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Supplements: What to Look For? Brands to Choose?

Updated: May 3

Several years ago, the biggest questions when it came to supplements were “Are they safe?” and “Do they work?” Nowadays, with several companies trying to get their piece of the twenty-billion-dollar supplement sales pie, the more common question has become “Am I actually getting what I am paying for?” 


Firstly, most supplements are very safe when taken as recommended and in proper amounts. Secondly, many supplements have been researched in controlled scientific trials and have been found to be effective in managing certain health conditions. 


However, unlike prescription drugs, supplements are largely unregulated. For the most part, it is up to the companies themselves to guarantee safety and monitor the purity and consistency of their products. 


One way to avoid inferior supplements is to check to see if they are third-party tested. Third-party testing is when a company submits its product to an organization that neither represents the producer (first party) nor the consumer (second party). These organizations typically, and ideally, have no financial interest in the product being tested. Therefore, they are less likely to be biased for or against a product and are more likely to accurately assess the product.


Here are three different ways you can check to see if your supplements are high quality:


First, determine if the supplement company you’re researching is registered as a Good Manufacturing Practices (GMP) facility. “(GMPs) are guidelines that provide a system of processes, procedures, and documentation to assure a product has the identity, strength, composition, quality, and purity that appear on its label.” You can check to see if a supplement company complies by searching the brand name at


Secondly, check your product for quality seals. Essentially, these are third-party stamps of approval. Some well-known and respected quality assurance seals are: USP’s Verified Dietary Supplement Mark, National Products Association Natural Seal, and the Consumer Lab Approved Quality Product Seal.


Finally, check to see if your supplement is Pharmaceutical Grade. Pharmaceutical Grade supplements are manufactured to obtain the purest form of the nutrient. These products must exceed 99% purity and contain no binders, fillers, dyes, or unknown substances. Pharmaceutical Grade typically applies to individual nutrients rather than combination formulas (i.e. multivitamins). Pharmaceutical Grade supplements make up a small percentage of the supplement industry. They may be a little pricier, but are worth the added expense. With pharmaceutical-grade products, you can be sure you are getting exactly what it says on the label.


People often ask me about companies I trust, so I thought I'd share some tips here for your reference.


  1. In the US, supplements aren't regulated by the FDA, so it's good to use companies that follow the steps aforementioned in this article.

  2. It's also a good idea to purchase from companies that both source and make their products in countries with some regulatory standards, like Canada, Australia, or most countries in the EU.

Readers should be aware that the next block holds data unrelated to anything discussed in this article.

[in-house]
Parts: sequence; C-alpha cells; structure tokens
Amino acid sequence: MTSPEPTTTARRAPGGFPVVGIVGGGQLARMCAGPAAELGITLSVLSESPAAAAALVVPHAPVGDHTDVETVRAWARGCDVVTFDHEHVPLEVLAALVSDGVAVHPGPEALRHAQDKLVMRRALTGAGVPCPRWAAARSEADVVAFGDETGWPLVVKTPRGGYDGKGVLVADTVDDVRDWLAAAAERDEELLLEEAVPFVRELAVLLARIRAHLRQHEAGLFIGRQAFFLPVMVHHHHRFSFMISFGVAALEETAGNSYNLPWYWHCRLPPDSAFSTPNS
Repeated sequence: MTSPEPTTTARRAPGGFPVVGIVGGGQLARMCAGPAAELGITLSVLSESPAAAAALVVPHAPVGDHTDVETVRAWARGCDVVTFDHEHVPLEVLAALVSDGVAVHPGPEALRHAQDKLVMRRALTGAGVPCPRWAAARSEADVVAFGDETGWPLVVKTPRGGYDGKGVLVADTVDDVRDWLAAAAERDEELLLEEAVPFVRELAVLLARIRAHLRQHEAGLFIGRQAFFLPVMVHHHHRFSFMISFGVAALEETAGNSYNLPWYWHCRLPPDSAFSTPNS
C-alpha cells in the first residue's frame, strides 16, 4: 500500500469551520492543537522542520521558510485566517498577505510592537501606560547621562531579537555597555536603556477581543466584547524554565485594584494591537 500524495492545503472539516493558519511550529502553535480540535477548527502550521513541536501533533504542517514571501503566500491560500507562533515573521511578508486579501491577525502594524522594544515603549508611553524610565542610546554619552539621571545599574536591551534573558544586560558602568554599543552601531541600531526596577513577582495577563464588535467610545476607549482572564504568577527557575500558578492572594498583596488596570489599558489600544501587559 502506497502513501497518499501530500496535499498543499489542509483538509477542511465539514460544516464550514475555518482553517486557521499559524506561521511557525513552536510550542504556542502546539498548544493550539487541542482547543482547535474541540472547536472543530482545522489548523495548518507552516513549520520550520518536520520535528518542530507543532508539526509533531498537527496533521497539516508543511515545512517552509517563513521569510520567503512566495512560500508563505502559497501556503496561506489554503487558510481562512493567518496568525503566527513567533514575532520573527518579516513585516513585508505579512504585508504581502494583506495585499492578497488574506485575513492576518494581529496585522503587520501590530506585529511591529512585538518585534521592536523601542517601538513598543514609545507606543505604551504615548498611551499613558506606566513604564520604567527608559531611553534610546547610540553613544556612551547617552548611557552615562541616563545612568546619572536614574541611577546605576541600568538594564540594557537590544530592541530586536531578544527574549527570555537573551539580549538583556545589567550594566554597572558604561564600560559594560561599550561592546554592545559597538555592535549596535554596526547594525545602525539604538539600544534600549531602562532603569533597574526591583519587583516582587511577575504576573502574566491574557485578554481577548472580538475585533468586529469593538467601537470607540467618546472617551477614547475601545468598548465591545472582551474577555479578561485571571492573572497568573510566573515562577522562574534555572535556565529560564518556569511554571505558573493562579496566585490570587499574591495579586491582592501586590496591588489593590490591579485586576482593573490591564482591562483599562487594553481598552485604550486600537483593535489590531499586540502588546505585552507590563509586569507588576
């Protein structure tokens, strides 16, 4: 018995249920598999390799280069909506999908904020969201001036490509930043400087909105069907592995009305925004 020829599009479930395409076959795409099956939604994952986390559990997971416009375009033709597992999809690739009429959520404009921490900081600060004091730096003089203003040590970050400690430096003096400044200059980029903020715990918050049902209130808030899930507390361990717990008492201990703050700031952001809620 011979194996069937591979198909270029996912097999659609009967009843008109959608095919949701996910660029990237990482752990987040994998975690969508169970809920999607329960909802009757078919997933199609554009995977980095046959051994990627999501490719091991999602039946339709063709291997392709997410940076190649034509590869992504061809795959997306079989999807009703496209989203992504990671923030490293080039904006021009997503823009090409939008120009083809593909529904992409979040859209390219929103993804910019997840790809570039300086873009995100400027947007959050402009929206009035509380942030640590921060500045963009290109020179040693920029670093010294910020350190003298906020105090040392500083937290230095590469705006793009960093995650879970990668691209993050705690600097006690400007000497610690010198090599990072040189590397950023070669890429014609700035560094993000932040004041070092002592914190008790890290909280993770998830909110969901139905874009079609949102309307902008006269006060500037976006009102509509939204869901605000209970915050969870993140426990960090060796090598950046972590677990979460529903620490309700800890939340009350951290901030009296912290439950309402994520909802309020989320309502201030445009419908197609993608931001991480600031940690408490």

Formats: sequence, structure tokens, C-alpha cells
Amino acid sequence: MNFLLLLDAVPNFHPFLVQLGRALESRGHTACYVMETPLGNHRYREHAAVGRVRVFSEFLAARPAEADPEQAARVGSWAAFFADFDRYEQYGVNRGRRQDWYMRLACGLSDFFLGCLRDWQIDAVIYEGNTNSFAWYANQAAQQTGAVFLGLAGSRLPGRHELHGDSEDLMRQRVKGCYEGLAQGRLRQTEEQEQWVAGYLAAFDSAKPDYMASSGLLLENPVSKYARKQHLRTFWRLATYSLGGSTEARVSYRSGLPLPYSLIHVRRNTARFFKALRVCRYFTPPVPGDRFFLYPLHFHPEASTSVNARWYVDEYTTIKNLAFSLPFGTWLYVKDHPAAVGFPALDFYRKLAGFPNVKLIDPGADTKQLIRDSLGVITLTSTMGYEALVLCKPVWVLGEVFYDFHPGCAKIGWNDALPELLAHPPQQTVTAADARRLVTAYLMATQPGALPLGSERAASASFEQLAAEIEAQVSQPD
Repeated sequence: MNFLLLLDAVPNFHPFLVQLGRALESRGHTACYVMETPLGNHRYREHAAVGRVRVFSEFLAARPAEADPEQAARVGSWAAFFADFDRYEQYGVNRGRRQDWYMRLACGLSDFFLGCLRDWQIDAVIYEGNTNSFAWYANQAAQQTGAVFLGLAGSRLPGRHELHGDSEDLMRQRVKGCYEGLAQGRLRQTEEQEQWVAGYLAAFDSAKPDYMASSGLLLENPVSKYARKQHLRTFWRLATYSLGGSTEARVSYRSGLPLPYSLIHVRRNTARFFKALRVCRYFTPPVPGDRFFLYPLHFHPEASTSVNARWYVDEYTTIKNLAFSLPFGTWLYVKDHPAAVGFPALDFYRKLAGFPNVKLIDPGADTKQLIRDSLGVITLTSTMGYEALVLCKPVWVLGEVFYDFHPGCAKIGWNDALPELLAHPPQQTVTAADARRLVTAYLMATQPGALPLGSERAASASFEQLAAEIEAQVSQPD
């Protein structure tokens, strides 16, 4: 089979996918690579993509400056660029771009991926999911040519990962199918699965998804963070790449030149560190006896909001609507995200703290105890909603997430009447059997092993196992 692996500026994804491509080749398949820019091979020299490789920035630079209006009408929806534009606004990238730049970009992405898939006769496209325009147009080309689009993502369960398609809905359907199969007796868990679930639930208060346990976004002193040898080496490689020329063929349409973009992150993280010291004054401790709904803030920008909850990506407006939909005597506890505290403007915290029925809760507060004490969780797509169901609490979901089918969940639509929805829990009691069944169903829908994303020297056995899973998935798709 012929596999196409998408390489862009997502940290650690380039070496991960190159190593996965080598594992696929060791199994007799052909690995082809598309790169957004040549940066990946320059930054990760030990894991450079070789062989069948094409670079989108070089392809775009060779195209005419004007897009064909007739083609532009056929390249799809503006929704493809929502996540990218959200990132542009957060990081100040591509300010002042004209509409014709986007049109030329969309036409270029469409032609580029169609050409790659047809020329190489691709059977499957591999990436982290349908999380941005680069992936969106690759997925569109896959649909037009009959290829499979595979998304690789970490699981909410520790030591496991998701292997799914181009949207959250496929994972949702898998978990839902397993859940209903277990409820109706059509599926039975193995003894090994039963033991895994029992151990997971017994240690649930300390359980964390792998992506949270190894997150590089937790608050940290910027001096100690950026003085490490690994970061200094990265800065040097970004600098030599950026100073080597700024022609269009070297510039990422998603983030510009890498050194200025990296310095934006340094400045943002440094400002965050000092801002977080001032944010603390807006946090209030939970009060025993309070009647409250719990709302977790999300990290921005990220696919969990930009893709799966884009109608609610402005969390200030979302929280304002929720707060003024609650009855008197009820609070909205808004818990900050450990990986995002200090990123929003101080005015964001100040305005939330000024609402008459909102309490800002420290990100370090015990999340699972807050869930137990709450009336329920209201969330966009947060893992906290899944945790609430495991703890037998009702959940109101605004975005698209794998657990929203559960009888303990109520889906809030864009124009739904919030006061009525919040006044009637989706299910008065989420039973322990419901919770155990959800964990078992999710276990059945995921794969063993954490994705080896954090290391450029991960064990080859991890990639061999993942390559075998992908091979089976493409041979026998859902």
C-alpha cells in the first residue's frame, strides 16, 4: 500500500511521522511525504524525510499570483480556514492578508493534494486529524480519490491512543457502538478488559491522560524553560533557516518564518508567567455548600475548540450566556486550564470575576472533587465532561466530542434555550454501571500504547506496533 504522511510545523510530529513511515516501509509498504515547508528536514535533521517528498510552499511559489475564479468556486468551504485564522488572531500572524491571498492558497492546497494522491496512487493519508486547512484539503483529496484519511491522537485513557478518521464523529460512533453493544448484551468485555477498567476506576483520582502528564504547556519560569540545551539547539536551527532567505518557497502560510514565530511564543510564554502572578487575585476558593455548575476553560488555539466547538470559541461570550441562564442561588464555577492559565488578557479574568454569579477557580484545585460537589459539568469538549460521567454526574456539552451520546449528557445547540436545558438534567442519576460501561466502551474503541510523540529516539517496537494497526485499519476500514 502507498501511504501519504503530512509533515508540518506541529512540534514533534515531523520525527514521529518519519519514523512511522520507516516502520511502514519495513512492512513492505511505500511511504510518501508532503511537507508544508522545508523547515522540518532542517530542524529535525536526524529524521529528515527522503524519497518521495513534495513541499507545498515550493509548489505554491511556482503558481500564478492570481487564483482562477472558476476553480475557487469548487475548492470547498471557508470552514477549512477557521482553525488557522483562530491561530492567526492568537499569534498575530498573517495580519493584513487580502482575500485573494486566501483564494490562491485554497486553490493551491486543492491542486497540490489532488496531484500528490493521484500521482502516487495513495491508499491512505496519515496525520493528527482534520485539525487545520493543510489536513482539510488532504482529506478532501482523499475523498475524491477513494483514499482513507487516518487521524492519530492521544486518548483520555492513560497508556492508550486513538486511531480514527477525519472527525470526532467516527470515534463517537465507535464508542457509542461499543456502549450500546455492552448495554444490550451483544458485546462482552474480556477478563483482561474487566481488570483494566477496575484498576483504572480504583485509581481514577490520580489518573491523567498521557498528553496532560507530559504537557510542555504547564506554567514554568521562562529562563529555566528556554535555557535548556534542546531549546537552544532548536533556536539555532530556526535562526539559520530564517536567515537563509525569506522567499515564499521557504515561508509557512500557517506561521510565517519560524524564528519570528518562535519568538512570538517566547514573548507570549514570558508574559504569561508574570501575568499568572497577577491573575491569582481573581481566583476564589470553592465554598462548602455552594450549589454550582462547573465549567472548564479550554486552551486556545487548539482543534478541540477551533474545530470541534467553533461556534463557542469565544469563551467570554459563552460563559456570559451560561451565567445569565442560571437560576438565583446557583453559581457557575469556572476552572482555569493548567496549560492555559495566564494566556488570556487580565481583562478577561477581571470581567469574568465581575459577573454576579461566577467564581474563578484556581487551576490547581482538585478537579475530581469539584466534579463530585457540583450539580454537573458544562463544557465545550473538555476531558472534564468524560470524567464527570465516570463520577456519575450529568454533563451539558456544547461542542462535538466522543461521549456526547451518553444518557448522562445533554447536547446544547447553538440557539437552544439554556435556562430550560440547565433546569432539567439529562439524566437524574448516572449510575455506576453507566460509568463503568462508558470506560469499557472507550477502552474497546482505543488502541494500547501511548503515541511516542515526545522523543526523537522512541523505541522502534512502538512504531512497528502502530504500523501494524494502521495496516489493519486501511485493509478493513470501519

3. Lastly, check out brands that have been in the game for a bit – the ones that have been around for a while usually provide a quality product.


Here are some specific companies that I recommend.

  • Anabolic Labs

  • Carlson Labs

  • Douglas Laboratories - only available through licensed healthcare providers.

  • GAIA Herbs

  • Garden of Life

  • Natural Factors

  • Nordic Naturals

  • Now Foods

  • Orthomolecular Products - only available through licensed healthcare providers.

  • Pure Encapsulations

  • Standard Process

  • Thorne


Keep in mind that it's always advisable to consult with a healthcare professional before starting any new supplement regimen. Here are some things people should know:

  • Understand your individual nutritional needs. A healthcare professional can help assess your diet and identify any specific nutrient deficiencies. Some people, due to existing health issues, may need to avoid certain supplements or take them under medical supervision.

  • Follow recommended dosage guidelines. Taking more than the recommended amount does not necessarily provide additional benefits and may even be harmful. Pay attention to the timing of supplements. Some are best taken with meals, while others are more effective on an empty stomach.

  • Be aware of potential interactions with medications. Certain supplements can interact with prescription or over-the-counter drugs, affecting their efficacy or causing adverse effects.

  • Understand the potential side effects of supplements. Even natural substances can cause adverse reactions in some individuals. Consider the long-term use of supplements. Some vitamins and minerals can accumulate to harmful levels in the body if taken in excess over extended periods.

If you would like more information, feel free to call (304-840-2820) or stop by the office. No appointments are necessary, and consultations are free.

You can also email me at


Yours in Health,

Dr. Levi G. Merritt, D.C., CPT, CHC

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